Minnesota workers have often been placed at risk for asbestos injuries. Sadly, in many situations, the employers in question knew there were risks, but for various reasons, either did not inform their workers or failed to provide proper training and equipment to help keep them safe. Employers are legally obligated to do so. Often, a worker learns of his or her injury when a doctor diagnoses him or her with mesothelioma.

The lungs, heart and other organs of the body are lined with tissue that is known as mesothelium. When tumors develop in the tissues, it is called mesothelioma, which often develops into malignancy. Mesothelioma cancer is a terminal disease, meaning there is no known cure so the illness ultimately results in death.

Asbestos exposure a high priority concern in another state

Naturally occurring silicate minerals that can be woven into fabric exist in a product commonly referred to as asbestos. It may come as a surprise to some that asbestos products are still used today, even though they are known carcinogens. While there are stringent regulations regarding the use or removal of asbestos, many people are at great risk for injuries because of asbestos exposure. In fact, it appears to be a significant problem in many Minnesota schools, as well as schools located in other states.

In one state, numerous school districts have incurred citations in the past 10 years because staff members were not properly trained with regard to asbestos. The finance and operations director at one school said officials know there is asbestos in the adhesive that was used to lay tile to the floors throughout the building. He also said those tiles are covered with carpet that is in poor condition, and it was during a carpet removal project that asbestos was discovered in the classrooms.

Minnesota sues EPA for stricter asbestos regulation

Scientists and the United States government have known about the dangers of asbestos for decades. The mineral’s fire-resistant fibers can get stuck in clothing and trapped within the human body. It’s a known carcinogen and the leading cause of malignant mesothelioma. So why doesn’t the Environmental Protection Agency simply ban asbestos?

That’s one question at the heart of a new lawsuit. According to Reuters, Minnesota, nine other states and Washington D.C. sued the EPA to tighten its asbestos regulations. And this lawsuit comes not long after The New York Times reported that the EPA offered its latest asbestos regulations with a clear disregard for its experts' recommendations.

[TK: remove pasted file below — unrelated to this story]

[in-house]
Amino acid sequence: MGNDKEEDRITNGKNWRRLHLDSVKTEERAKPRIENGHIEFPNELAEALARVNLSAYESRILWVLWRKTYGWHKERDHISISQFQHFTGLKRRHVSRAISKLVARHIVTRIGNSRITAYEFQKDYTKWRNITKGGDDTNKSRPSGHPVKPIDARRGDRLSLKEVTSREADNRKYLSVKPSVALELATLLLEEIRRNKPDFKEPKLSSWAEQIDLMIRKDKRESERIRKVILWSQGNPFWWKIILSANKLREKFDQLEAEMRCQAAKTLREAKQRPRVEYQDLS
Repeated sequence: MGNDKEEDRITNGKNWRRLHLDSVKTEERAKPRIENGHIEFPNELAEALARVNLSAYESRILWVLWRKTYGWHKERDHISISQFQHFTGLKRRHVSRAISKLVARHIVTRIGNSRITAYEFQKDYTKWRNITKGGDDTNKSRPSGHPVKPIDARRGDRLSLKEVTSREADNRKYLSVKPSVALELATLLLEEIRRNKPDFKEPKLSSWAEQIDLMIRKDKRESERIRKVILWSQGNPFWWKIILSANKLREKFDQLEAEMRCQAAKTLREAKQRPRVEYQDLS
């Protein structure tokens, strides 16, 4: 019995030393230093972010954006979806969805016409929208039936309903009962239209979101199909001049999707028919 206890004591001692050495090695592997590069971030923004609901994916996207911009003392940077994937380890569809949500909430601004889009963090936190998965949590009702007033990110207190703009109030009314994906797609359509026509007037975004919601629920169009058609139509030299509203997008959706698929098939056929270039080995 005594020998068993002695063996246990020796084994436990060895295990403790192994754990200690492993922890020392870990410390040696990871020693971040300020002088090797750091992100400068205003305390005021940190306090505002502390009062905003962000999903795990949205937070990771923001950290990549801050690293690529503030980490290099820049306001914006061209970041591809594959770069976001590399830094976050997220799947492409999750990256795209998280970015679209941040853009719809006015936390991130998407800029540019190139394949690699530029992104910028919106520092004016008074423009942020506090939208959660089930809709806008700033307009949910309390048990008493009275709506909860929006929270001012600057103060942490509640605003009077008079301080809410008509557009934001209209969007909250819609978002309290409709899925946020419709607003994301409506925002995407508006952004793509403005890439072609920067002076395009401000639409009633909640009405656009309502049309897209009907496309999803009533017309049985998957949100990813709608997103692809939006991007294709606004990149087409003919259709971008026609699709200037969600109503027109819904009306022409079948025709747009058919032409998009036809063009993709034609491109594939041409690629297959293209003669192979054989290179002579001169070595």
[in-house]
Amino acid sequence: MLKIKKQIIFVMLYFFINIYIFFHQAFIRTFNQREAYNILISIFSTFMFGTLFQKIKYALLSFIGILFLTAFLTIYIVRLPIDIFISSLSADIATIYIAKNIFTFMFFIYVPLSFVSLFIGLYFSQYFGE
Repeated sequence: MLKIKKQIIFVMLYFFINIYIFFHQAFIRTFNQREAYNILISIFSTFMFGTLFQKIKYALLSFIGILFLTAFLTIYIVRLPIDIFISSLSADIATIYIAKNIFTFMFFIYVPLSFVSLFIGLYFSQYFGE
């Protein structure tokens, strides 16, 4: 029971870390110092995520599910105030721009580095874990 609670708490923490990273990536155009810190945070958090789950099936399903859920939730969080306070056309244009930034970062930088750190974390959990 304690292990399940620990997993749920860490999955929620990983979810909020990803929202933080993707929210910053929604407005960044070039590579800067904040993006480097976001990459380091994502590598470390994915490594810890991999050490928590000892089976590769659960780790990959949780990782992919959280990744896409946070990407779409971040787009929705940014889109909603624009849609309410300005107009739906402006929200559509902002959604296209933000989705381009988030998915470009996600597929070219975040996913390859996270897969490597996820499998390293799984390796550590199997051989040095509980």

Popcorn ceiling: Dangerous DIY?

As the weather warms up, it is time to start thinking about summer projects in and around the house. Whether you are looking to sell your home and take advantage of low home inventories in the twin cities or you want to make an update to your home, there are always plenty of projects to fill the summer.

After a long winter of being indoors, it may seem like a good time to update your popcorn ceiling. Redoing a ceiling can be an ambitious undertaking. If the ceiling does not contain asbestos, your ceilings can be a great weekend project. A ceiling containing asbestos, however, is a risky project that should be left to the professionals.

There's no such thing as a safe amount of asbestos exposure

If you work, attend school or live in Minnesota, you may, at times, be at risk for injuries without necessarily realizing it ahead of time. Especially in a working environment, as a paid employee, you rely on your employer to not only be aware of the risks associated with your duties but also to provide proper training, information and safety equipment to keep you as safe as possible on the job. When an injury risk involves asbestos exposure, it can often be too late by the time you learn about the danger.

Perhaps you worked or lived in a building some years ago where construction or renovation was happening nearby. You may not have known that you were exposed to asbestos during that time. Now, years later, you may be experiencing adverse health symptoms that have prompted you to seek a medical diagnosis.